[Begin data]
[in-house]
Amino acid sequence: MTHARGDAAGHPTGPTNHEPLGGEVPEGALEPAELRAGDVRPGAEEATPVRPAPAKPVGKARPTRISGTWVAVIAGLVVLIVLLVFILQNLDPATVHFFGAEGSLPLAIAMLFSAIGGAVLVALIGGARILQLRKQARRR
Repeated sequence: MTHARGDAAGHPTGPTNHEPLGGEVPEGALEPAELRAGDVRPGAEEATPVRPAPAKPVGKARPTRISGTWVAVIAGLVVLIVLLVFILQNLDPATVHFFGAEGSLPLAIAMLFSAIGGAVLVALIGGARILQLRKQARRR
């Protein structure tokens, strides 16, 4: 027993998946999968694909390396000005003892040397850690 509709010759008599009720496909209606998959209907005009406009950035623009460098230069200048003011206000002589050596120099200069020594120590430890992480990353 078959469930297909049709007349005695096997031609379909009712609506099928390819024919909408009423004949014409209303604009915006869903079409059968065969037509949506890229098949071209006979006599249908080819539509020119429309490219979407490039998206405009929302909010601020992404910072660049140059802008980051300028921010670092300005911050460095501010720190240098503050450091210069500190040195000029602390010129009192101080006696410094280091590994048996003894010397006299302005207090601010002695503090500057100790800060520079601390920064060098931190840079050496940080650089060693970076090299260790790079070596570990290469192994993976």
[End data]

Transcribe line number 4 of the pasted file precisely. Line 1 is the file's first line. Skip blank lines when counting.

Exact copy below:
């Protein structure tokens, strides 16, 4: 027993998946999968694909390396000005003892040397850690 509709010759008599009720496909209606998959209907005009406009950035623009460098230069200048003011206000002589050596120099200069020594120590430890992480990353 078959469930297909049709007349005695096997031609379909009712609506099928390819024919909408009423004949014409209303604009915006869903079409059968065969037509949506890229098949071209006979006599249908080819539509020119429309490219979407490039998206405009929302909010601020992404910072660049140059802008980051300028921010670092300005911050460095501010720190240098503050450091210069500190040195000029602390010129009192101080006696410094280091590994048996003894010397006299302005207090601010002695503090500057100790800060520079601390920064060098931190840079050496940080650089060693970076090299260790790079070596570990290469192994993976």